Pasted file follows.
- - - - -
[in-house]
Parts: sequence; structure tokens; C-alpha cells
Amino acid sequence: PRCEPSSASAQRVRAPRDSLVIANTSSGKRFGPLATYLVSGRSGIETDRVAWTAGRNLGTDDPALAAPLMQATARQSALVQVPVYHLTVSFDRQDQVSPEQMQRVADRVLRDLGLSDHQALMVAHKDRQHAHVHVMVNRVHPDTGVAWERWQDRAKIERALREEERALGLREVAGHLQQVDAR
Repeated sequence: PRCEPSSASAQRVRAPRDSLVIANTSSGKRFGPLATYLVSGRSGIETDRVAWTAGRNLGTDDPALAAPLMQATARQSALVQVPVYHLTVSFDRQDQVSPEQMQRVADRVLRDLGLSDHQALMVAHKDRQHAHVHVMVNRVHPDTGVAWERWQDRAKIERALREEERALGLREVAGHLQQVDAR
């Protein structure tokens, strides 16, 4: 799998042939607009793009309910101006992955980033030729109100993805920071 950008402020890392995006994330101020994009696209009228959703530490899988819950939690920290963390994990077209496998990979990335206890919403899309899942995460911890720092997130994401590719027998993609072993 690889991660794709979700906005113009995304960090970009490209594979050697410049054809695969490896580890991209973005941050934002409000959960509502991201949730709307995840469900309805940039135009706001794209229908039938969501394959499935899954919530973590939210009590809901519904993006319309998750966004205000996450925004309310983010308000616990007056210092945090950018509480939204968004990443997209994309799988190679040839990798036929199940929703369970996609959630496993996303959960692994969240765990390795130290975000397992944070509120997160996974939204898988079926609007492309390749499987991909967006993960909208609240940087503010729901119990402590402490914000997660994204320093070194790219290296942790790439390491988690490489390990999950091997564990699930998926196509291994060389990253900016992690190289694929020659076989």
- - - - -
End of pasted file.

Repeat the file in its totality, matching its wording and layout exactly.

[in-house]
Parts: sequence; structure tokens; C-alpha cells
Amino acid sequence: PRCEPSSASAQRVRAPRDSLVIANTSSGKRFGPLATYLVSGRSGIETDRVAWTAGRNLGTDDPALAAPLMQATARQSALVQVPVYHLTVSFDRQDQVSPEQMQRVADRVLRDLGLSDHQALMVAHKDRQHAHVHVMVNRVHPDTGVAWERWQDRAKIERALREEERALGLREVAGHLQQVDAR
Repeated sequence: PRCEPSSASAQRVRAPRDSLVIANTSSGKRFGPLATYLVSGRSGIETDRVAWTAGRNLGTDDPALAAPLMQATARQSALVQVPVYHLTVSFDRQDQVSPEQMQRVADRVLRDLGLSDHQALMVAHKDRQHAHVHVMVNRVHPDTGVAWERWQDRAKIERALREEERALGLREVAGHLQQVDAR
């Protein structure tokens, strides 16, 4: 799998042939607009793009309910101006992955980033030729109100993805920071 950008402020890392995006994330101020994009696209009228959703530490899988819950939690920290963390994990077209496998990979990335206890919403899309899942995460911890720092997130994401590719027998993609072993 690889991660794709979700906005113009995304960090970009490209594979050697410049054809695969490896580890991209973005941050934002409000959960509502991201949730709307995840469900309805940039135009706001794209229908039938969501394959499935899954919530973590939210009590809901519904993006319309998750966004205000996450925004309310983010308000616990007056210092945090950018509480939204968004990443997209994309799988190679040839990798036929199940929703369970996609959630496993996303959960692994969240765990390795130290975000397992944070509120997160996974939204898988079926609007492309390749499987991909967006993960909208609240940087503010729901119990402590402490914000997660994204320093070194790219290296942790790439390491988690490489390990999950091997564990699930998926196509291994060389990253900016992690190289694929020659076989």